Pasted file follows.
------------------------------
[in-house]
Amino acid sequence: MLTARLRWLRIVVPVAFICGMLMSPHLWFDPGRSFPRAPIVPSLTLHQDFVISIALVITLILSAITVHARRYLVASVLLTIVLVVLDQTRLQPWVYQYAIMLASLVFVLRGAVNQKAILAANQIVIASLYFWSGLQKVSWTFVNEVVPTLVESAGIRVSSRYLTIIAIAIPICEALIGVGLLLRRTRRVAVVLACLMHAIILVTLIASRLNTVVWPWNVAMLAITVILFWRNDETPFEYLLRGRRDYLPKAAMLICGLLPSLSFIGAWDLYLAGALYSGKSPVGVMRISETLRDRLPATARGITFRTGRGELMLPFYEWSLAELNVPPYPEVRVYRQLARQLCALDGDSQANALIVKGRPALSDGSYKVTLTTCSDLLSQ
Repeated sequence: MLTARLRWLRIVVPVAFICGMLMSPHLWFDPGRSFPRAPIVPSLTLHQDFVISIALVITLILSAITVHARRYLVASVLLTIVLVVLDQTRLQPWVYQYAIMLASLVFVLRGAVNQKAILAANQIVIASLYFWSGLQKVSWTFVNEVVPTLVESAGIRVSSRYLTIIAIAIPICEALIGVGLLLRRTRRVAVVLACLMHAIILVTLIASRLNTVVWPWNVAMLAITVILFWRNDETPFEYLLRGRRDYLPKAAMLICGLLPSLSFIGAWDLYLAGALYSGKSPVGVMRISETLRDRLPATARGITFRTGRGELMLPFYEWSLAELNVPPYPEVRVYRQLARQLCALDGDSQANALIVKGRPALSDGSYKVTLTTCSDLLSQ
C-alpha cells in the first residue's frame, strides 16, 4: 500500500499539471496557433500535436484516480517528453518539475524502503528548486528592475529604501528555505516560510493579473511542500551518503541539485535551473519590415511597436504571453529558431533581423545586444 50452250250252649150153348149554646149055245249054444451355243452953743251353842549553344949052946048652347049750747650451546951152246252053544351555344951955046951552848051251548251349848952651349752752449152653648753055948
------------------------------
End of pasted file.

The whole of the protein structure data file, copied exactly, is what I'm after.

[in-house]
Amino acid sequence: MLTARLRWLRIVVPVAFICGMLMSPHLWFDPGRSFPRAPIVPSLTLHQDFVISIALVITLILSAITVHARRYLVASVLLTIVLVVLDQTRLQPWVYQYAIMLASLVFVLRGAVNQKAILAANQIVIASLYFWSGLQKVSWTFVNEVVPTLVESAGIRVSSRYLTIIAIAIPICEALIGVGLLLRRTRRVAVVLACLMHAIILVTLIASRLNTVVWPWNVAMLAITVILFWRNDETPFEYLLRGRRDYLPKAAMLICGLLPSLSFIGAWDLYLAGALYSGKSPVGVMRISETLRDRLPATARGITFRTGRGELMLPFYEWSLAELNVPPYPEVRVYRQLARQLCALDGDSQANALIVKGRPALSDGSYKVTLTTCSDLLSQ
Repeated sequence: MLTARLRWLRIVVPVAFICGMLMSPHLWFDPGRSFPRAPIVPSLTLHQDFVISIALVITLILSAITVHARRYLVASVLLTIVLVVLDQTRLQPWVYQYAIMLASLVFVLRGAVNQKAILAANQIVIASLYFWSGLQKVSWTFVNEVVPTLVESAGIRVSSRYLTIIAIAIPICEALIGVGLLLRRTRRVAVVLACLMHAIILVTLIASRLNTVVWPWNVAMLAITVILFWRNDETPFEYLLRGRRDYLPKAAMLICGLLPSLSFIGAWDLYLAGALYSGKSPVGVMRISETLRDRLPATARGITFRTGRGELMLPFYEWSLAELNVPPYPEVRVYRQLARQLCALDGDSQANALIVKGRPALSDGSYKVTLTTCSDLLSQ
C-alpha cells in the first residue's frame, strides 16, 4: 500500500499539471496557433500535436484516480517528453518539475524502503528548486528592475529604501528555505516560510493579473511542500551518503541539485535551473519590415511597436504571453529558431533581423545586444 50452250250252649150153348149554646149055245249054444451355243452953743251353842549553344949052946048652347049750747650451546951152246252053544351555344951955046951552848051251548251349848952651349752752449152653648753055948